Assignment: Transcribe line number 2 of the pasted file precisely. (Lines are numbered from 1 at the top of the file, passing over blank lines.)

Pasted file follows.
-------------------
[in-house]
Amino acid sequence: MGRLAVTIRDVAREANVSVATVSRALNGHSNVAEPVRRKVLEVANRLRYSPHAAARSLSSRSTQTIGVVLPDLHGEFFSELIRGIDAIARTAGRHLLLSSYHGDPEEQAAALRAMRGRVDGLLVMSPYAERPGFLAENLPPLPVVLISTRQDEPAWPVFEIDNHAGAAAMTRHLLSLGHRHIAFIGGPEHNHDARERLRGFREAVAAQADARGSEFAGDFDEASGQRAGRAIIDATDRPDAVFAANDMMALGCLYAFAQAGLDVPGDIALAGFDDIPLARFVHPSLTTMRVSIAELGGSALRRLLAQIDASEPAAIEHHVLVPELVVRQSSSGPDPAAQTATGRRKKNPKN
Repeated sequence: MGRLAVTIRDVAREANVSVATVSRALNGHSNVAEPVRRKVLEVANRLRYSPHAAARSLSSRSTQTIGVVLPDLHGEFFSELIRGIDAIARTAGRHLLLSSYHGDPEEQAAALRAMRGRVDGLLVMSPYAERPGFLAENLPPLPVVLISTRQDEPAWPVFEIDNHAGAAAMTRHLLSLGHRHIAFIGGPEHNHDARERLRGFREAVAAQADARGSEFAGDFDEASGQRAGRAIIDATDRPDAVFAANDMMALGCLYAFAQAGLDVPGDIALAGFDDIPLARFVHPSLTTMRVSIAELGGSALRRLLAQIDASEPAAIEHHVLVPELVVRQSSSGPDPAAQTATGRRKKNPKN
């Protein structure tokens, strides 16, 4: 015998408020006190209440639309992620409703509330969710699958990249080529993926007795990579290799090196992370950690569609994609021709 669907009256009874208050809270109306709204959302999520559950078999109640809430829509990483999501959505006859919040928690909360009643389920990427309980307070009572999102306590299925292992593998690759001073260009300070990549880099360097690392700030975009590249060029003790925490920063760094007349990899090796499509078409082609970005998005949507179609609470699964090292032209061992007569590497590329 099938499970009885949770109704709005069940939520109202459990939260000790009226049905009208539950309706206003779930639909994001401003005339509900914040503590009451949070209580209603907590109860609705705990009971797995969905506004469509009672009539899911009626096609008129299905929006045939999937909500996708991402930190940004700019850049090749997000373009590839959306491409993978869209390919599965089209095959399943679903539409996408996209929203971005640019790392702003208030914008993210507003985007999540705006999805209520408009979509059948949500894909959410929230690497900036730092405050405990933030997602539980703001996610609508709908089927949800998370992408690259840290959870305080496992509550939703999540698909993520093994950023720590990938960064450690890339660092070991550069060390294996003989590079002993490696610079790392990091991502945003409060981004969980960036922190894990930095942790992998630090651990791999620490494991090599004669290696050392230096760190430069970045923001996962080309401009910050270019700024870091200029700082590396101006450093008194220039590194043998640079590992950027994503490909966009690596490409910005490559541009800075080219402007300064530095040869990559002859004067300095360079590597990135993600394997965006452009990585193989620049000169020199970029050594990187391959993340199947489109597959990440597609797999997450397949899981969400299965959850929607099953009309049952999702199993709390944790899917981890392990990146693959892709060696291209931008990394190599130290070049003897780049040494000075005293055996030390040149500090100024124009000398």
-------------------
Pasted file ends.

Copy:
Amino acid sequence: MGRLAVTIRDVAREANVSVATVSRALNGHSNVAEPVRRKVLEVANRLRYSPHAAARSLSSRSTQTIGVVLPDLHGEFFSELIRGIDAIARTAGRHLLLSSYHGDPEEQAAALRAMRGRVDGLLVMSPYAERPGFLAENLPPLPVVLISTRQDEPAWPVFEIDNHAGAAAMTRHLLSLGHRHIAFIGGPEHNHDARERLRGFREAVAAQADARGSEFAGDFDEASGQRAGRAIIDATDRPDAVFAANDMMALGCLYAFAQAGLDVPGDIALAGFDDIPLARFVHPSLTTMRVSIAELGGSALRRLLAQIDASEPAAIEHHVLVPELVVRQSSSGPDPAAQTATGRRKKNPKN